SANAA, Yemen, Sept. 30 (UPI) -- The reported death of al-Qaida ideologue Anwar al-Awlaki in Yemen is a blow to his group but the true threat isn't an ideological one, analysis suggests.
Tribal sources inside Yemen confirmed to al-Arabiya that U.S.-born Awlaki was killed in an airstrike Friday between two provinces in the country known to be sympathetic to al-Qaida.
Awlaki was the key spokesman and ideologue for al-Qaida in the Arabian Peninsula, the Yemeni franchise of al-Qaida.
Awlaki is accused of being the ideological mind behind the Fort Hood, Texas, shooting rampage in 2009 and several other terrorist plots, including a series of schemes targeting international airfreight carriers last year.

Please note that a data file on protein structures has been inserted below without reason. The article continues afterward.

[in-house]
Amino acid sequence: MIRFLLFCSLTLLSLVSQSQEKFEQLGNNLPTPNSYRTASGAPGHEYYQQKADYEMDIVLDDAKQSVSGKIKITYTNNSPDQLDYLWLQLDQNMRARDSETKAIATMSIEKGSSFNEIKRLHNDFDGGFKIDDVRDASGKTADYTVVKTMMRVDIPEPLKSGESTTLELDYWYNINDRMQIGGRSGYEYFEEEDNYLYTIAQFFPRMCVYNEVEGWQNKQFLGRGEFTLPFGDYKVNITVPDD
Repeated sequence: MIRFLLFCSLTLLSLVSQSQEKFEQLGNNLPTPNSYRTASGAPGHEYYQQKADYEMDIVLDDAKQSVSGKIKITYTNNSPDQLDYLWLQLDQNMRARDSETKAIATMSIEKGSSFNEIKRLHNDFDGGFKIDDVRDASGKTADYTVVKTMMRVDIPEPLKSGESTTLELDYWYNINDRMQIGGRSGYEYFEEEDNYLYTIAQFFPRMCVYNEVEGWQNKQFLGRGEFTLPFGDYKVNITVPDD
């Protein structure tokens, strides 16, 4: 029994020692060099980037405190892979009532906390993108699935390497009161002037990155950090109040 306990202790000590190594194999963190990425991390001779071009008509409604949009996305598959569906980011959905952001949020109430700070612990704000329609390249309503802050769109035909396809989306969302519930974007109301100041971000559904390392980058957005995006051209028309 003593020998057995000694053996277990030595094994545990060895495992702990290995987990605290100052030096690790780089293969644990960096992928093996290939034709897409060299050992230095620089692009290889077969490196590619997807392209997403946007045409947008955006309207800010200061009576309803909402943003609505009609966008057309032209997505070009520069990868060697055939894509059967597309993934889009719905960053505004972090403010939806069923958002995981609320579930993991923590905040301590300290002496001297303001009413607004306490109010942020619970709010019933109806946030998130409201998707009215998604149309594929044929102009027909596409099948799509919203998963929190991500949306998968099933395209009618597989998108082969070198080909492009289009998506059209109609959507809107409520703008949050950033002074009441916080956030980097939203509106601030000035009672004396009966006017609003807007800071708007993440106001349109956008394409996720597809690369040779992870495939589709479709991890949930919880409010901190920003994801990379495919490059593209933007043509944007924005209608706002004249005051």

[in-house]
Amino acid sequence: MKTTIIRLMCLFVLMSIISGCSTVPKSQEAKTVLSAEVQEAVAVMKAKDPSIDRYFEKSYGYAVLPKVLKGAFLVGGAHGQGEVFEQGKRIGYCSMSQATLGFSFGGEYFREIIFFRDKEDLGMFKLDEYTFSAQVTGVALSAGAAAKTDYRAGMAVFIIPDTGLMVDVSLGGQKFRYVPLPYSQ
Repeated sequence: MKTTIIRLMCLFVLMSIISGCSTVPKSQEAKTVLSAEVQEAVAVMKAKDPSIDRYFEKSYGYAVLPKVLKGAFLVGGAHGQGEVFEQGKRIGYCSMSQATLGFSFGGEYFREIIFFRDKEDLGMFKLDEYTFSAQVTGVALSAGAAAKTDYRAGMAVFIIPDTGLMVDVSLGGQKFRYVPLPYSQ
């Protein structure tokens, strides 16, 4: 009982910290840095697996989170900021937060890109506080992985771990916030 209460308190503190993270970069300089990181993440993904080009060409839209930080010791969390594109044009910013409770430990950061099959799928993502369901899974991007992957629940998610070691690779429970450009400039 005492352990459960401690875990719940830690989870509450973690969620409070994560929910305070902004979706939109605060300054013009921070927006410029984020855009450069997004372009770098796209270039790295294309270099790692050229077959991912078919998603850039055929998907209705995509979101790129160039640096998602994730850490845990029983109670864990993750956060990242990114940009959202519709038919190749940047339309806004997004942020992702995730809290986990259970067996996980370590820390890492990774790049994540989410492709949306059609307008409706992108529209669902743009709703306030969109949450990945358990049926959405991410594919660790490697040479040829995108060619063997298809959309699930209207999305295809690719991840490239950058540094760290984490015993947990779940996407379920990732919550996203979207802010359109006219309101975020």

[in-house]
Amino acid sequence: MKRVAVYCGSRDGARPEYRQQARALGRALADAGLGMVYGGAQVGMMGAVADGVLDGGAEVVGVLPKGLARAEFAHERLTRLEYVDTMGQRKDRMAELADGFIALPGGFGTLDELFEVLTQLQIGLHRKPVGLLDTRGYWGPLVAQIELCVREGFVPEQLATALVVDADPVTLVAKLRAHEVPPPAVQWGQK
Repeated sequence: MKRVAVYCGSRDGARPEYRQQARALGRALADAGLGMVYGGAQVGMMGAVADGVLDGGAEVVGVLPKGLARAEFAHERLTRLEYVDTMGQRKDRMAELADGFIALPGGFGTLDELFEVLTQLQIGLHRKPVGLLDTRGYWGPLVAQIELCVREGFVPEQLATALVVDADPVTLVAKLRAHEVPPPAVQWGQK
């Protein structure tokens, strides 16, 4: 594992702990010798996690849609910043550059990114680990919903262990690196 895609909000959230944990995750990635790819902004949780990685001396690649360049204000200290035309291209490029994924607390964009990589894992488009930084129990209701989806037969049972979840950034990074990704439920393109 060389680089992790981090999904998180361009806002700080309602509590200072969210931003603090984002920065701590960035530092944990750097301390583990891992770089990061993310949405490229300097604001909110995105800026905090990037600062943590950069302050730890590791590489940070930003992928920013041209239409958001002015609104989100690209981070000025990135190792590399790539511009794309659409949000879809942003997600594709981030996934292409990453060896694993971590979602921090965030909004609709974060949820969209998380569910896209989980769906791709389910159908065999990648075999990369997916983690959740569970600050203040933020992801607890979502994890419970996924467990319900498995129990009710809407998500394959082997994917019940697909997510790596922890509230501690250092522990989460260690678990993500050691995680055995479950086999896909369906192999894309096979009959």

The Yemeni cleric was placed on Washington's hit list after the Fort Hood shooting and attempts to down a passenger plane over Detroit on Christmas Day, 2009.
Despite the kill-or-capture order, Stratfor, a private intelligence company in Texas, said his reported slaying shouldn't be overstated.
"AQAP's ideological and physical battle against the West will continue whether he is dead or not," its analysis stated.
Stratfor emphasizes that Awlaki isn't in charge of AQAP, though its leader, Nasir al-Wahayshi, has placed considerable emphasis on communicating a message of jihad.
"But AQAP does not just operate on the ideological battlefield," the analysis stressed.
British Foreign Minister William Hague, in a statement posted through his Twitter account, said the reported death was a blow to AQAP but added that pressure on al-Qaida and its allies must continue.
Awlaki was previously reported dead in December 2009 and again in May.